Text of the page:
Making your own wine is a great pastime on many levels....
Firstly, it's very cheap and the taxman doesn't get to surreptitiously steal a huge chunk of your hard-earned readies. How big is the chunk ? Read on...
Just think of the 'Three for £10' wine offer at ASDA that's been running for years; that's a bottle of wine for £3.33. Now this wine has been made in
Chile, California, Australia, or wherever. Grapes have been planted, lovingly tended, harvested and pressed, the liquid collected, filtered and then fermented, cleared, put in a glass bottle, sealed, labelled and despatched half-way round the world and it's still only £3.33. South Africa
However, consider that sum even further. The UK excise duty payable on any standard 75cl bottle of wine of that strength is £1.90* – yes, a staggering amount on any bottle of wine but a very high proportion of £3.33. To add insult to injury, the £3.33 selling price also includes UK VAT (sales tax) at 20%, on the whole amount including the £1.90 duty, i.e. there's a tax upon a tax, and therefore the exchequer has just grabbed a further £0.56.
So of the £10 you handed over at the ASDA checkout for your three bottles, £7.38 has immediately been snaffled by the government.
Duty rates from 26 March 2012 on still wine of 5.5% to 15% ABV = £253.39 per 100 litres) UK
The bottle of wine has therefore gone through all the stages described above, plus being distributed to the supermarkets, for only 87p. In the supply chain everyone, the makers, shippers, distributors and the supermarkets has made a profit from just that 87p.
Of course, some wines may be carried from afar in huge bulk and then bottled somewhere in the EU, but then even with an EU proportion of much higher labour and fuel costs, they've managed to get those bottles onto the shelves for just 87p....it might even be a loss-leader for ASDA, but I doubt it, since they've been selling 3 for a tenner for several years, and on our occasional forays in there that's usually all we've ever bought.
The government, of course, is much better off than anyone else – it's taken no risk, it's contributed nothing at all to any stage of the production or distribution processes, and yet it's walked off with 74% of the selling price. To add further insult to yet more injury, it doesn't even need to move an inch to collect this money – it's imposed the entire administrative, accounting and payment obligations on the producers and distributors to place the readies directly in the government's pocket.
However, having had the rant on tax and duty, let's remember our philosophy of only bothering ourselves with what we can actually control. We can't change the imposition of taxes and VAT, and so if we want to continue drinking wine (and we do....) then we can only try to avoid the taxation, and making your own wine is an effective option in this regard.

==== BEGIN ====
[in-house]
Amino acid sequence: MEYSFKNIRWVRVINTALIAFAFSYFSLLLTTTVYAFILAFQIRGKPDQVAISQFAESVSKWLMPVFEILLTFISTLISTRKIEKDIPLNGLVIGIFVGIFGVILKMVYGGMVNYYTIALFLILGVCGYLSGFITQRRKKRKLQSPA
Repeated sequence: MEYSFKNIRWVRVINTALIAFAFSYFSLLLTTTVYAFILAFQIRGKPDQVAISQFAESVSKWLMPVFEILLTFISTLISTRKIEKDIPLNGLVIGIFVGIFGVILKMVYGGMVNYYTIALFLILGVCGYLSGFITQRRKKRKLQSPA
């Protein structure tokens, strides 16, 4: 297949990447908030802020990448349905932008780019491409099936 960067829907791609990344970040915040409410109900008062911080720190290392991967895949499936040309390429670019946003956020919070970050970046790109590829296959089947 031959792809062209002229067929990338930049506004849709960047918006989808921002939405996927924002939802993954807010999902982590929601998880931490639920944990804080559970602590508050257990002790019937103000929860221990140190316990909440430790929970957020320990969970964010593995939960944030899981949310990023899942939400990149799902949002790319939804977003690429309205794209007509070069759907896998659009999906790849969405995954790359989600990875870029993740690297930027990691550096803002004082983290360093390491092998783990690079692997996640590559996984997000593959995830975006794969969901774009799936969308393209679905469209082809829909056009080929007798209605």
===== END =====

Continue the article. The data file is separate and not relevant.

Secondly (long after you've forgotten there was a 'Firstly'...), making your own wine is very easy.
There are many excellent books on the subject and they're all very interesting and informative, but they're generally aimed at winemaking purists and tend to pussyfoot around using real fruit, requiring chopping, pressing, boiling, straining through muslin etc, and generally regarding the whole process as some quaint and mystical arty-crafty pursuit for retired country gentlefolk rather than as a boon for money-conscious serious drinkers.
The books also tend to have recipes for smaller quantities, i.e. 5 litres, but it's easy enough to scale them up – these days, unless we were using our own fruit from the garden, then we'd never even consider making wine in less than 25 litre batches.
In reality, the easiest way is just to buy cartons of pure fruit juice when they're on special offer at the supermarkets. Recently, LIDL was selling 2 litre cartons of its premium apple juice for £1.39, and it's possible to buy 'value range' apple juice in the discount stores for around 60p per litre at any time. Apple juice makes seriously good wine, but you can use any fruit juice – wine from orange juice isn't bad (much better than it sounds) and tends to ferment very vigorously so it's good for making wine in a relatively short time. Be wary of anything advertised as 'juice drinks' rather than juices. 100% fruit juices are necessary, even if they're made from concentrates.